Friends of Grasslands

supporting native grassy ecosystems

PO Box 987

Civic Square ACT 2608

Meredith Hunter MLA
Chair
Standing Committee on Climate Change, Environment and Water
Legislative Assembly for the ACT
GPO Box 1020
Canberra ACT 2601

Email: committees@parliament.act.gov.au

Dear Ms Hunter

Inquiry into the ecological carrying capacity of the ACT and region

Discussion Paper, October 2010

FOG is a community group dedicated to the conservation of natural temperate grassy ecosystems in south-eastern Australia. FOG advocates, educates and advises on matters to do with the conservation of grassy ecosystems, and carries out surveys and other on-ground work. FOG is based in Canberra and its more than 200 members include professional scientists, landowners, land managers and interested members of the public.

FOG welcomes the Inquiry which could provide an opportunity for the people in the ACT and region to contemplate the broad issues associated with the ecological footprint and carrying capacity of the ACT region.

In FOGís view the ACT and the region clearly have an oversized ecological footprint and the ACT region clearly exceeds its carrying capacity. In the case of the ecological footprint, there seems to be a reasonable consensus about the concept and measurement of it and the Commissioner for Sustainability and Environment has provided a measure of the ACT and regionís footprint. Australia has a very high footprint compared to the global average, and the the ACT regionís is higher than the national average. The issue then becomes what is appropriate government policy not only to contain the increase in footprint but in fact to reduce it.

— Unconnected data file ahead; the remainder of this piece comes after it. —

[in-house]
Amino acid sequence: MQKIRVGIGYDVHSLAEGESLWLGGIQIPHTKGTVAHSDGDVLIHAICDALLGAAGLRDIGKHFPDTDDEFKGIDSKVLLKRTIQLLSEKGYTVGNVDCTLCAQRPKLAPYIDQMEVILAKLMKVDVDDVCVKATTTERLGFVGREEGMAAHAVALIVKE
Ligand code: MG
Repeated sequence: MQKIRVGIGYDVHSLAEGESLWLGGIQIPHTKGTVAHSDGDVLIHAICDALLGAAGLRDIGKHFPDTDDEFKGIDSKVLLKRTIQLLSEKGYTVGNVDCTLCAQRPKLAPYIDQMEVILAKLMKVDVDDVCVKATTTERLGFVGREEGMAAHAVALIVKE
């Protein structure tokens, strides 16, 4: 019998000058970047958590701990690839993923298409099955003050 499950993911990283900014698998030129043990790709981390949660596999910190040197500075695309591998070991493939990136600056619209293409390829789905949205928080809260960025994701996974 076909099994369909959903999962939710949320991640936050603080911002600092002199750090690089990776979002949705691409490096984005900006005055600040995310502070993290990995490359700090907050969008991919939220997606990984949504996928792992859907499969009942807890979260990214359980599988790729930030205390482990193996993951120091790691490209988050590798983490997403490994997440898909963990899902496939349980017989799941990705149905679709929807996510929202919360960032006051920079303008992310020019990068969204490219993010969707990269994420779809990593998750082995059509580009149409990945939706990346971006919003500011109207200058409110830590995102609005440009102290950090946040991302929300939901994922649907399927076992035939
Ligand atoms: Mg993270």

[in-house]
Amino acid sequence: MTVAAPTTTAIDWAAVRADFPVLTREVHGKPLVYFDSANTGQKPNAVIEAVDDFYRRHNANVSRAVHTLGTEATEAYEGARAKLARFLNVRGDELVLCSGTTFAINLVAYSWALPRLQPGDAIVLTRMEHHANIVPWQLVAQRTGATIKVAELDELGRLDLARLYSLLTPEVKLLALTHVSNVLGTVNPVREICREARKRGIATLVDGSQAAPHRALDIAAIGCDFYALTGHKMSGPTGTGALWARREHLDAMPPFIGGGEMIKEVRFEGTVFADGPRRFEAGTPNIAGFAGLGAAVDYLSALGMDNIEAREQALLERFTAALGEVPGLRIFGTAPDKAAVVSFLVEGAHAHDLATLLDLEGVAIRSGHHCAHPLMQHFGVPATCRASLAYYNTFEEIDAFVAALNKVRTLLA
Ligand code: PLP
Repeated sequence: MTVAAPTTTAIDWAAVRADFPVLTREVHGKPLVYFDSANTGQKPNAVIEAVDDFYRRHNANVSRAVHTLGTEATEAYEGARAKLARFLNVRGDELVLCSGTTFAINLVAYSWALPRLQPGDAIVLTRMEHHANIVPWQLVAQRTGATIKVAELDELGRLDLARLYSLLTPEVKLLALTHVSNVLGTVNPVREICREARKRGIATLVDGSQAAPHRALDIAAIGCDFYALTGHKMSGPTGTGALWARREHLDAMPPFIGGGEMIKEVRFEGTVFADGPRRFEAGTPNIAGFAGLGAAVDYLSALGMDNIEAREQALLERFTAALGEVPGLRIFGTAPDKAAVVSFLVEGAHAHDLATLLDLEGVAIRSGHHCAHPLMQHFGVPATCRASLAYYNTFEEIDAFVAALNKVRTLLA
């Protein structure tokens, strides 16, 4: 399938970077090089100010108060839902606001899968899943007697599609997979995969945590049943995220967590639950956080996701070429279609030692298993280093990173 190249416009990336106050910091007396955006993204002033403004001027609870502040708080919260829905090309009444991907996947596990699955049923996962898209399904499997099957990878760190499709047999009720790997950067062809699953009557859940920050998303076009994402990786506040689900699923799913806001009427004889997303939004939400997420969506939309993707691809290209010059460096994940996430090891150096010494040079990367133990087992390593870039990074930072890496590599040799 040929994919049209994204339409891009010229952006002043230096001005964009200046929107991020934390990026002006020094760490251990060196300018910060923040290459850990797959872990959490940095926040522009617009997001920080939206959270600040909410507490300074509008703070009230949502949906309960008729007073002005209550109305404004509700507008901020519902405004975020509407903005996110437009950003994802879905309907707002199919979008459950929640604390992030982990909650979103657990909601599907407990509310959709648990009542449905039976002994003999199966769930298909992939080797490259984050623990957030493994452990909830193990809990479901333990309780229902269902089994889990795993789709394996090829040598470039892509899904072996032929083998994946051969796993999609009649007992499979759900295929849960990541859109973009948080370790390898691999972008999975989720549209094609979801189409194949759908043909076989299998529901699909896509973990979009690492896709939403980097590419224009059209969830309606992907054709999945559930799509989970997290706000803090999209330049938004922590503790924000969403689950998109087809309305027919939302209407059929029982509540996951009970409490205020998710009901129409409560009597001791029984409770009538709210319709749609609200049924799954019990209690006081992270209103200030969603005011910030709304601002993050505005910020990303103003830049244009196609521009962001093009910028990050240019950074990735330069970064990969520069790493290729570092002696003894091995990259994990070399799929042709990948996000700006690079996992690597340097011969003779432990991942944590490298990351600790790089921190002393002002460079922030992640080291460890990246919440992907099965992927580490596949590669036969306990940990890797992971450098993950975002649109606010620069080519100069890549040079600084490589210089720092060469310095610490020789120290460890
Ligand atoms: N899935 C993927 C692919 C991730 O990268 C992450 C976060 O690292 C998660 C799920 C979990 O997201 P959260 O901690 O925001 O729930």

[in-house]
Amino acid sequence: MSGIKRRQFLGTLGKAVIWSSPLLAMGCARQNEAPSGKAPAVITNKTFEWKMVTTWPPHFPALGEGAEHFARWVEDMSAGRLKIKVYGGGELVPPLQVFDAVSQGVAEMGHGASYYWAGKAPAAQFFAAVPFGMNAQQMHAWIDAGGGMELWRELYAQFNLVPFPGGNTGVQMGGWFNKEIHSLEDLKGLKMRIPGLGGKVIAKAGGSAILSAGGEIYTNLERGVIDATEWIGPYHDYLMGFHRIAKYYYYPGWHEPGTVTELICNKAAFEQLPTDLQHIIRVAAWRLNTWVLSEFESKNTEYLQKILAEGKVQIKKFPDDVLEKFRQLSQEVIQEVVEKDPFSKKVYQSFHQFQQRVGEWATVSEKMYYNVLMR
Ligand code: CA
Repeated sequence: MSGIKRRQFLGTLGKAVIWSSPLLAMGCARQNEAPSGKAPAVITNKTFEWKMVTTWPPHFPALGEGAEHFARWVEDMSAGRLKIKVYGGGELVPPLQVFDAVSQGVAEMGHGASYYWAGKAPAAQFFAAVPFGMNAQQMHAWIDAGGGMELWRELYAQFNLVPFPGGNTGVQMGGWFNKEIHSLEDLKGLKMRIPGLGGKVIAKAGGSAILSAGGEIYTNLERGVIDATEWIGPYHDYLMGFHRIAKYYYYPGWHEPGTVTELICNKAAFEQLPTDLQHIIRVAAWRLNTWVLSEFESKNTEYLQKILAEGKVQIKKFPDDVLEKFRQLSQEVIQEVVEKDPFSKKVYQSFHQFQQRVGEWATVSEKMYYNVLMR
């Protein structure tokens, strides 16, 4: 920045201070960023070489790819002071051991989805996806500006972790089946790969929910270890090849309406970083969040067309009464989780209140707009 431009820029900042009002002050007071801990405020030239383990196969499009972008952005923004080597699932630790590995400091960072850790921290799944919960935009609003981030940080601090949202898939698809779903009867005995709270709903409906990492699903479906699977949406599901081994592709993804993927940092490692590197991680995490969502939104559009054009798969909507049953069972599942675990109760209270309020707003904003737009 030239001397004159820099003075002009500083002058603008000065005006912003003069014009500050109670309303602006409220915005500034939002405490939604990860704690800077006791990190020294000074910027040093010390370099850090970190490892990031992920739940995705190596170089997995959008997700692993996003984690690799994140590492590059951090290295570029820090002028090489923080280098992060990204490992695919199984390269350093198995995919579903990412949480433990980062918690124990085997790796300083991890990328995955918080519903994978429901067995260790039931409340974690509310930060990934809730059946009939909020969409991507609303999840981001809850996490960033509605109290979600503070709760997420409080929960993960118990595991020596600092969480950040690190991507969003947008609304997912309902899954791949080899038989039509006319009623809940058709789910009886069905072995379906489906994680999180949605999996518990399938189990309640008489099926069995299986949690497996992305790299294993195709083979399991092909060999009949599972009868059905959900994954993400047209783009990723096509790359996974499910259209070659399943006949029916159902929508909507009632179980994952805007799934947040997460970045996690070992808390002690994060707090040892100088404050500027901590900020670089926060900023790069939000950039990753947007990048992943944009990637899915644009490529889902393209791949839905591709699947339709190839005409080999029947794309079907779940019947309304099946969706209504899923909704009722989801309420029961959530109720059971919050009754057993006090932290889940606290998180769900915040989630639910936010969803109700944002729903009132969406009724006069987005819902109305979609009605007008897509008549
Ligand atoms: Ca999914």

Regarding carrying capacity, the measurement here seems less clear. Clearly the region is exceeding its capacity, as it would appear to be abundantly clear that there is large scale land clearing for urban development and infrastructure, intensification of agriculture, replacement of natural vegetation with plantation forests, increasing areas of land dominated by weeds owing to poor management. The opposite side of the coin is the reduction of biodiversity and natural landscape function. The discussion paper only refers in passing to biodiversity and ignores landscape function. Regarding biodiversity, it is clear that all vegetation formations are continuing to be cleared.† In particular, despite commitment given to threatened ecological communities, our grasslands and woodlands are continuing to be cleared. There is widespread and rapid decline in many species. The ACT government has been tardy to develop legislation on offsets to ensure that there is not net loss of native vegetation and habitat. FOG considers that discussion ought to focus on biodiversity and landscape function services and develop aggregate and indicative measures of these services. Again, the issue how do we set benchmarks for biodiversity and obtain them - the report should seek to make recommendations on.

Many of the questions in the report are methodological, statistical, and require consensus of the concepts and measurements proposed. Here, FOG considers that an expert panel of statisticians, natural resource managers, ecologists, demographers, economists, and social scientists, with some inclusion of public sector, industry and community representatives should be formed to consider what are appropriate concepts and measurements. Appropriate measurements should also provide us an analysis of who has the bigger footprints and what are the main threats to biodiversity and landscape function.